CTPSR staff and students publish over 100 outputs every year, presenting their research findings in books, peer-reviewed journal articles and research reports. Featured monographs are listed here. Copies of our research reports intended for a policy audience are available to download in full here below and full details of all our publications can be found on our Pure Portal.
|The Routledge Handbook on Radicalisation and Countering Radicalisation
|Joel Busher, Leena Malkki, Sarah Marsden
|Civil Society in Algeria: Activism, Identity and the Democratic Process
|Jessica Ayesha Northey
|I want to break free: A practical guide to making a new country
|Crossing Cultures: Intercultural Communication in a Connected World
|Adam James Fenton, Alfonso Carnicero Izquierdo, Ana Cristina Valdez, and Scott Bunton
|Islam on Campus: Contested Identities and the Cultures of Higher Education in Britain
|Alison Scott-Baumann, Mathew Guest, Shuruq Naguib, Sariya Cheruvallil-Contractor, Aisha Phoenix
|The Divisive State of Social Policy: The 'Bedroom Tax', Austerity and Housing Insecurity
|Unfinished Business; the politics of 'dissident' Irish republicanism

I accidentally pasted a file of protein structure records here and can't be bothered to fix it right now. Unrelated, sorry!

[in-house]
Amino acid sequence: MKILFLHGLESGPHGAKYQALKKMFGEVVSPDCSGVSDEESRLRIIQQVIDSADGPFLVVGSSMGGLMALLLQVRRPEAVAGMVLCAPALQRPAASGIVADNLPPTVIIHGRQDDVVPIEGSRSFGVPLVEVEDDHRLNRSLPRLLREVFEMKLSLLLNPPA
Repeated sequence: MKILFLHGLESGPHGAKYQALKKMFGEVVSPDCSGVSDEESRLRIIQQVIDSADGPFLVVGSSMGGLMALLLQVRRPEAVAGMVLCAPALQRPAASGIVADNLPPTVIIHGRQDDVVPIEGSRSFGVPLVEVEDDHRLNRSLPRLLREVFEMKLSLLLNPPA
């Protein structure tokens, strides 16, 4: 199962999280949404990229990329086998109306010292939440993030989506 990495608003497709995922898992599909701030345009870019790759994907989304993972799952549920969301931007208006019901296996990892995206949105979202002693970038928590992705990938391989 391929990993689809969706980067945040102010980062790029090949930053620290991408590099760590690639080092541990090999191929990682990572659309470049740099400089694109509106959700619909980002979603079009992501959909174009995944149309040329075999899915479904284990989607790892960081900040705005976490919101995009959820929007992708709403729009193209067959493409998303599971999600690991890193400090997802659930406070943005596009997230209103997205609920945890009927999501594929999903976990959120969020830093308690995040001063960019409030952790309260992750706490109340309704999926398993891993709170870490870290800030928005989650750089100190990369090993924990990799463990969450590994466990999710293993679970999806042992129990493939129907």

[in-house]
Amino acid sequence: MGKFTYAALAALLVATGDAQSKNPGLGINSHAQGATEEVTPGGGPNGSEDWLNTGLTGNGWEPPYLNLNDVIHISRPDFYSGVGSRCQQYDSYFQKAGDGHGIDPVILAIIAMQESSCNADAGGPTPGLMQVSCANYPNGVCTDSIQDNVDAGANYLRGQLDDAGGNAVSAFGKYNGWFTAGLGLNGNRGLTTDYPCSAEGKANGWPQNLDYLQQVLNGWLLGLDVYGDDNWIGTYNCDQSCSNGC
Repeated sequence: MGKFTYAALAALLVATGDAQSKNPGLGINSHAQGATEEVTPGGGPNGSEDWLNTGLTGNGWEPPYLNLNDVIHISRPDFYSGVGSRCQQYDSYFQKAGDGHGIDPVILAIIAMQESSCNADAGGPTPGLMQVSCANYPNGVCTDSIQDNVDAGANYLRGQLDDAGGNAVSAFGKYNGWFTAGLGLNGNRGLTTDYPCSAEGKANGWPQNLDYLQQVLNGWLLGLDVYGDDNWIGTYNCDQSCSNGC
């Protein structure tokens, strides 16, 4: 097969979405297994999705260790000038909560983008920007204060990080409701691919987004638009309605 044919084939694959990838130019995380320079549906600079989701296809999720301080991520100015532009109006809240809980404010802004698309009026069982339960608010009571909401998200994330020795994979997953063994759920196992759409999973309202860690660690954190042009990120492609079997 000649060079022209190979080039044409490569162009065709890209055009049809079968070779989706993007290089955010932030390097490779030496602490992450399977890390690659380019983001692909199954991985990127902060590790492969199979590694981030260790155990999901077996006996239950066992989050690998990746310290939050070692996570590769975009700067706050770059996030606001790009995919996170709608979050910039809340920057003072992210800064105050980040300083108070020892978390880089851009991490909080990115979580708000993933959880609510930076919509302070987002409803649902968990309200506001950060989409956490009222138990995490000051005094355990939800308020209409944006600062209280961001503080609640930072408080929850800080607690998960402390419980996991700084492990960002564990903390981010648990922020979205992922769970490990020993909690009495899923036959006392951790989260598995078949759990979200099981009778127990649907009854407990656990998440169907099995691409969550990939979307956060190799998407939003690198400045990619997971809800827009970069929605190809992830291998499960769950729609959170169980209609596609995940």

Report Description Rethinking Sovereignty and Security at the Maritime Frontier: Pirates, Proxies, Passwords and Pipelines highlights the complexity of governing and securing the maritime space. Despite continuing primacy of sovereignty, the papers emphasise the need for information sharing, joint efforts, and international cooperation to address the complex, interconnected nature of modern maritime security challenges. Trusting GRACE: The development of trust indicators from the Good Relations and Collaborative Education (GRACE) model of schools-based peacebuilding This research report presents indicators of trust in education-based peacebuilding. The indicators have been derived from a synthesis of literature from academic, policy and NGO sources, together with primary research from a case study of Community Relations in Schools (CRIS). The key themes and practical take-away of the research is captured in the Trust Indicators Framework (TIF). This report presents the findings of a pilot study on the ‘Shrinking Civic Space and the Role of Civil Society in Resolution of Conflict in Anglophone Cameroon’, which is a much-neglected conflict. It captures the voices and experiences of local CSOs in their efforts towards conflict resolution in a challenging environment. Violence and crime in the Arab Palestinian society in Israel has increased considerably in recent years. In partnership with Baladna (Association for Arab Youth), Marwan Darweish has launched a report about gun crime violence; Nine Years of Bloodshed, which aims to shed light on the scope and nature of homicides through the collection of data on victims. The report is part of larger research aims to gain a greater understanding of the nature of the violence and explore the causes that have contributed to its increase. This work will also look at violence and community responses in Black, Asian, and ethnic minority groups in the United Kingdom and among Indigenous peoples in New Zealand. ‘Chaplains on Campus: Understanding Chaplaincy in UK Universities’ examines the work that chaplains do, how that is resourced and the impact that their work has on campus life. Funded by the Church of England via its Church Universities Fund, this is a major piece of work involving over 400 university chaplains, managers and religion or belief organisations across the UK, and nearly 200 students. 'The Internal Brakes on Violent Escalation' Why do some ‘extremists’ or ‘extremist groups’ choose not to engage in violence, or only in particular forms of low-level violence? Why is it that even in deeply violent groups there are often thresholds of violence that members rarely if ever cross, even if they apparently have the capability to do so? This project helps academic researchers and security, law enforcement and intelligence analysts develop a better understanding of decision-making within extremist or terrorist groups/movements by enabling analysis of a largely neglected dimension of their decision-making: the mechanisms through which group members themselves seek to inhibit or set parameters around the adoption of new or more extreme forms of violence – what we refer to as the ‘internal brakes’ on violent escalation.